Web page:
As the Hart Panteth 05:04
Thou Art Enthroned Above 04:35

Liner Notes

These two selections are taken from Songs of Zion—the Souvenir [book] of the Jewish Women’s Congress held under the Auspices of the World’s Parliament of Religions, an auxiliary (“The World’s Congress Auxiliary”) of the World’s Columbian Exhibition (World’s Fair) in Chicago in 1893. This sui generis, rather quizzical, and now rare volume was commissioned and sponsored by that Jewish women’s organization through its designated volunteer committee of sixteen women from prominent and philanthropic Chicago families in the city’s business and Reform Jewish community—most if not all of whom could boast German-Jewish lineage. (Included in that committee was the wife of Rabbi Moses—author of the preliminary but replaced edition of the Union Prayerbook—as well as one member identified as “Miss Sadie American.”)

Compiled and edited by cantors Alois Kaiser and William Sparger, the volume was conceived as a classically acceptable demonstration to the world of Jewish liturgical music heritage and its place in Western culture. With the World’s Fair and the related Parliament of Religions as a convenient forum and an inviting opportunity, it was intended to introduce the Parliament’s non-Jewish delegates and attendees—including distinguished clergymen from many parts of the world, representing virtually every “legitimate” world religion—to what they perceived as Judaism’s sacred music legacy. Preceded by an introductory essay by the editors on the history of synagogue music, the principal section comprised fifty authentic melodies of minhag Ashkenaz (which in turn included a few adopted tunes from the Western/Amsterdam, or “Portuguese” tradition). These were all highly stylized in Western-type four-part arrangements and settings, with conventional harmonies and trite harmonic clichés to ensure the appearance of respectability and to mediate anything that might otherwise come across as overly exotic or unrefined in Western terms.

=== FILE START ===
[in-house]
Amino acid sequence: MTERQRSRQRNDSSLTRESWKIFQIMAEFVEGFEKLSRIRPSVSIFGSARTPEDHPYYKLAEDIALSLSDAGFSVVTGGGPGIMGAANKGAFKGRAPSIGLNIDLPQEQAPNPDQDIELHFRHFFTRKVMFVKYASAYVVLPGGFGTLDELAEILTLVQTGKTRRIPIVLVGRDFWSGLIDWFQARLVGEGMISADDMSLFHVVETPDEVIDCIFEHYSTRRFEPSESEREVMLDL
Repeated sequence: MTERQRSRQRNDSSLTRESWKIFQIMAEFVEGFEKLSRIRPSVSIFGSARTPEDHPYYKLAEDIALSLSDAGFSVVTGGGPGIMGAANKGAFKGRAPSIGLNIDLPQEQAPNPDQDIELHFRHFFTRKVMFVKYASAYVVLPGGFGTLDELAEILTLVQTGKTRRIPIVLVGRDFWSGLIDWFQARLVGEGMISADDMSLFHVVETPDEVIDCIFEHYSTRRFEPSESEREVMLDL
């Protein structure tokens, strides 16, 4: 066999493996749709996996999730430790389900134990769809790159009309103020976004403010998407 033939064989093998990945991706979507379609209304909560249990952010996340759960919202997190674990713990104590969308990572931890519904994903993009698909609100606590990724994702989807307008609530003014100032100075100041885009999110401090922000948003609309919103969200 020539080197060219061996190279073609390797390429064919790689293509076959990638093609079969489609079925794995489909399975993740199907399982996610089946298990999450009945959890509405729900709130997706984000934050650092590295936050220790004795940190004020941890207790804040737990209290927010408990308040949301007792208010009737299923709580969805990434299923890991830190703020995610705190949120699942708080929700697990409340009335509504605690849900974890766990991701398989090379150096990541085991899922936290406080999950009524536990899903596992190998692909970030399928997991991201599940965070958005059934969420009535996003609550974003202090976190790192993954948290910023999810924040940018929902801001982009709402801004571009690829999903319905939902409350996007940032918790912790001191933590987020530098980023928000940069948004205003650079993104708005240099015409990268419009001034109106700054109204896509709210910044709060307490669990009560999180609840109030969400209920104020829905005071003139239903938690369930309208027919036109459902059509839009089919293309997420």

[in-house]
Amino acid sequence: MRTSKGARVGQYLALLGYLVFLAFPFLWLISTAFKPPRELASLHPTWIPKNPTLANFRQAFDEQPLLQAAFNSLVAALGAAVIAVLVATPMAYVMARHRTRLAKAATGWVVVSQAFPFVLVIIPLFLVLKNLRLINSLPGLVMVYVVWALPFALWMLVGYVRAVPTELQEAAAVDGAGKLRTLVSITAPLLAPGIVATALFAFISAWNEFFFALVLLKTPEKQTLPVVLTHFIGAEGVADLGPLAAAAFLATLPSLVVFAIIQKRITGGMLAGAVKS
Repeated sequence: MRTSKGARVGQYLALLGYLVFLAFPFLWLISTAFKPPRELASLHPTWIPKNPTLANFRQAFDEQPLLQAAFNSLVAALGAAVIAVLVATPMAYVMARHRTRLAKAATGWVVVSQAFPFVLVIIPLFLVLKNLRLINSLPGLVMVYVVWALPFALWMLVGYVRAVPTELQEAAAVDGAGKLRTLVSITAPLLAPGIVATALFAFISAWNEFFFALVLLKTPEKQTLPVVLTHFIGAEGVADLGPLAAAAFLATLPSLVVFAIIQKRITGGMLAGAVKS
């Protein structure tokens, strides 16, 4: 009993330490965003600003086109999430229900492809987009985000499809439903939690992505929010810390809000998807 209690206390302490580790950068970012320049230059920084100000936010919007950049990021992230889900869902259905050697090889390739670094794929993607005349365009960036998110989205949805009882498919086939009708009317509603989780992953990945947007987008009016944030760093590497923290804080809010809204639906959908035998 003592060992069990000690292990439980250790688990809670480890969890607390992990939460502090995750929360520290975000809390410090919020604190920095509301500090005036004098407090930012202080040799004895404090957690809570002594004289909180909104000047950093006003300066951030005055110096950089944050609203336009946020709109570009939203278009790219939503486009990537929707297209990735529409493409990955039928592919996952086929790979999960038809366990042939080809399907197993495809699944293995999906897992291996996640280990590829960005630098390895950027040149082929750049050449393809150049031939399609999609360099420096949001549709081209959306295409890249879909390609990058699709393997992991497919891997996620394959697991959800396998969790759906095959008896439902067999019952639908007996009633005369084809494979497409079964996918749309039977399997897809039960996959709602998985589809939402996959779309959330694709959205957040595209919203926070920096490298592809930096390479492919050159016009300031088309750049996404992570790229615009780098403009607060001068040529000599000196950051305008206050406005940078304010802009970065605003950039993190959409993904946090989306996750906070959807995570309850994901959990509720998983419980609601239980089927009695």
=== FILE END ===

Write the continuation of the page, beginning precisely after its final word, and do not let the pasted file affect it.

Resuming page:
Most of the settings were presented with piano or organ accompaniment; and all Hebrew texts were excised and replaced with pompous, flowery, uncredited English lyrics that were typical of contemporaneous tastes but appear hollow and artificial today. Indeed, the eminent scholar and eventual president of the Jewish Theological Seminary of America, Cyrus Adler, voiced strong reservations about those English lyrics in his otherwise congratulatory preface. Although he underscored the volume’s importance as a public presentation—a “further step in the direction of the rehabilitation of the music of the synagogue,”—he observed that the compilers “were also embarrassed by the necessity . . . of preparing an English text to suit the music.” Still, in connection with a subsequent report to Congress with reference to the Smithsonian Institution, in which he emphasized his conception of Jews as a “biblical nationality,” he opined that the souvenir volume was by then widely considered the first such vehicle “to have made the case for the importance of placing Jewish culture on display in modern America.”